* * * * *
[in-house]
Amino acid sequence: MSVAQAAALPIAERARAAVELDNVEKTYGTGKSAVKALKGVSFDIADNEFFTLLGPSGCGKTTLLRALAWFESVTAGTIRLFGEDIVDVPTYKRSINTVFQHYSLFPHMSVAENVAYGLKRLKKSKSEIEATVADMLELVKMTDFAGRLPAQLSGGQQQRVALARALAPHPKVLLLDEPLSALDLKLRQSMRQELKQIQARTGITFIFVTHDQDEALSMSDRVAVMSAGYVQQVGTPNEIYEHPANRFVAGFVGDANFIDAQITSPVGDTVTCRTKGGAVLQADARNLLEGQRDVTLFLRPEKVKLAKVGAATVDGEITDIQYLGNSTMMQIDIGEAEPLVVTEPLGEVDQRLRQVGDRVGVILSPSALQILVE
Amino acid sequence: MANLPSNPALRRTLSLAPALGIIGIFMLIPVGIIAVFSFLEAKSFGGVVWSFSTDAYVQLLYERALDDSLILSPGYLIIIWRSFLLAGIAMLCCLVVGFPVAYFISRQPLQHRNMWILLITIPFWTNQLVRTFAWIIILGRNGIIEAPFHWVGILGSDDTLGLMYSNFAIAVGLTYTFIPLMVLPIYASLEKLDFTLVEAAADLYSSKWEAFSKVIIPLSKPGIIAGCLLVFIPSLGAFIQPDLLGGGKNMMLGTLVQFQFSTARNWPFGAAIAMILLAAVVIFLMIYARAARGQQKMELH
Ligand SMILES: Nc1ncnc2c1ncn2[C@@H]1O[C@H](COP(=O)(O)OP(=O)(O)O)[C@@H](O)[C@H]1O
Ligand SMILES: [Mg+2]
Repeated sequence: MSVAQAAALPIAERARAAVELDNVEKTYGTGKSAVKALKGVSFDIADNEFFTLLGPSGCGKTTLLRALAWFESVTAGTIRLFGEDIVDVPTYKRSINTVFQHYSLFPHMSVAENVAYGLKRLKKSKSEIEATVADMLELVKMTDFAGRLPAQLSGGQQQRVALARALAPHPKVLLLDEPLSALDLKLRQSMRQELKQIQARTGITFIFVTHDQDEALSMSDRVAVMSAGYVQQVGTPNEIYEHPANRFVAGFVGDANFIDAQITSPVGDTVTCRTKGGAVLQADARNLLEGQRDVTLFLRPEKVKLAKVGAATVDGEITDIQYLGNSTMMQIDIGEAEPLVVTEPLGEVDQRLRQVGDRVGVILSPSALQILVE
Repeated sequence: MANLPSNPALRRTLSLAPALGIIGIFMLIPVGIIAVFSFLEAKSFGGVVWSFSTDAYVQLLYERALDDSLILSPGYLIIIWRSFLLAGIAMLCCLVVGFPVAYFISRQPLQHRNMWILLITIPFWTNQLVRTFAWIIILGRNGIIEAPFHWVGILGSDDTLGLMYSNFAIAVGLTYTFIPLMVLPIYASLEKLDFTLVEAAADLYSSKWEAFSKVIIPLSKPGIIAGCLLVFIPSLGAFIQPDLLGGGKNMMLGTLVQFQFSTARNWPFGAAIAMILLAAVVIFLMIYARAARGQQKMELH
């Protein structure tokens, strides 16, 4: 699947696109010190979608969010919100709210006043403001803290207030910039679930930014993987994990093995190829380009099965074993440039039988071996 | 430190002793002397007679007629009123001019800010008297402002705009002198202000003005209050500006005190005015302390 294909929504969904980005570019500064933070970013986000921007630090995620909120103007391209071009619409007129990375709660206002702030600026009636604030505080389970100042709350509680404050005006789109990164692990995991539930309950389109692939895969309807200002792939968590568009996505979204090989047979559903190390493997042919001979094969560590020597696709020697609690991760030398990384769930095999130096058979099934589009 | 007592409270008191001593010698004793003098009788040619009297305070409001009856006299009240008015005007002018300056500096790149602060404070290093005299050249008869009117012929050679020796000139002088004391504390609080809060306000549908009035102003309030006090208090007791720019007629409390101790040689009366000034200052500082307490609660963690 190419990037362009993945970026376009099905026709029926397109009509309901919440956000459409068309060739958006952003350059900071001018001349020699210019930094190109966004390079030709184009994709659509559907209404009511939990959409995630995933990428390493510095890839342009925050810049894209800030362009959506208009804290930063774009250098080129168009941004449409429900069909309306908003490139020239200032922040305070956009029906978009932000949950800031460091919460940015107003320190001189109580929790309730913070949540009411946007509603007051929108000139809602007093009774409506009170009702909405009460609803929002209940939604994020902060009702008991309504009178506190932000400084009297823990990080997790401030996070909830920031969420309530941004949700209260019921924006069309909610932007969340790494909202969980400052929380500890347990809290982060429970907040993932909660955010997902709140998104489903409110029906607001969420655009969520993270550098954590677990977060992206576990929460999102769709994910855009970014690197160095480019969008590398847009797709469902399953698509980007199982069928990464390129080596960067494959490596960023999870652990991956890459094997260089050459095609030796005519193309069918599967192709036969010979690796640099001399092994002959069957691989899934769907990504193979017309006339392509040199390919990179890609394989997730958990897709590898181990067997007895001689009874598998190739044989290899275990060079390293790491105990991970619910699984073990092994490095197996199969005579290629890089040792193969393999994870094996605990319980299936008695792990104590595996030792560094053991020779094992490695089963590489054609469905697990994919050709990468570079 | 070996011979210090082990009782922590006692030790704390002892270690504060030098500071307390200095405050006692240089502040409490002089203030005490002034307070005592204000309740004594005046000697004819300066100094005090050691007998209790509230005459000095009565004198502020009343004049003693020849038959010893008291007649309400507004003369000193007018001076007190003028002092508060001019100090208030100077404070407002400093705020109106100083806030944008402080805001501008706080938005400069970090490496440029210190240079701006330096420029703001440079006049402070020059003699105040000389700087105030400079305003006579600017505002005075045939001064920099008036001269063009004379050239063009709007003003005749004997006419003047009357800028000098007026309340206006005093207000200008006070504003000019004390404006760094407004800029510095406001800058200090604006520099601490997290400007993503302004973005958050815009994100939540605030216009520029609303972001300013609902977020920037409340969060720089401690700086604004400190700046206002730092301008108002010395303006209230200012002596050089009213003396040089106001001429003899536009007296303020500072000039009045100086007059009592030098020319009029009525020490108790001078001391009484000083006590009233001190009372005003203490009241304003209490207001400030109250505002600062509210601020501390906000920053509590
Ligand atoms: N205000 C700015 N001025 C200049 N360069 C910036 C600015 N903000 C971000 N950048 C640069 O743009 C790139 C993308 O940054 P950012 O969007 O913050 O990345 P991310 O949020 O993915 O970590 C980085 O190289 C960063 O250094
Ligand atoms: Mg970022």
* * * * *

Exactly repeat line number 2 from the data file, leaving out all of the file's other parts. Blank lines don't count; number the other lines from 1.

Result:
Amino acid sequence: MSVAQAAALPIAERARAAVELDNVEKTYGTGKSAVKALKGVSFDIADNEFFTLLGPSGCGKTTLLRALAWFESVTAGTIRLFGEDIVDVPTYKRSINTVFQHYSLFPHMSVAENVAYGLKRLKKSKSEIEATVADMLELVKMTDFAGRLPAQLSGGQQQRVALARALAPHPKVLLLDEPLSALDLKLRQSMRQELKQIQARTGITFIFVTHDQDEALSMSDRVAVMSAGYVQQVGTPNEIYEHPANRFVAGFVGDANFIDAQITSPVGDTVTCRTKGGAVLQADARNLLEGQRDVTLFLRPEKVKLAKVGAATVDGEITDIQYLGNSTMMQIDIGEAEPLVVTEPLGEVDQRLRQVGDRVGVILSPSALQILVE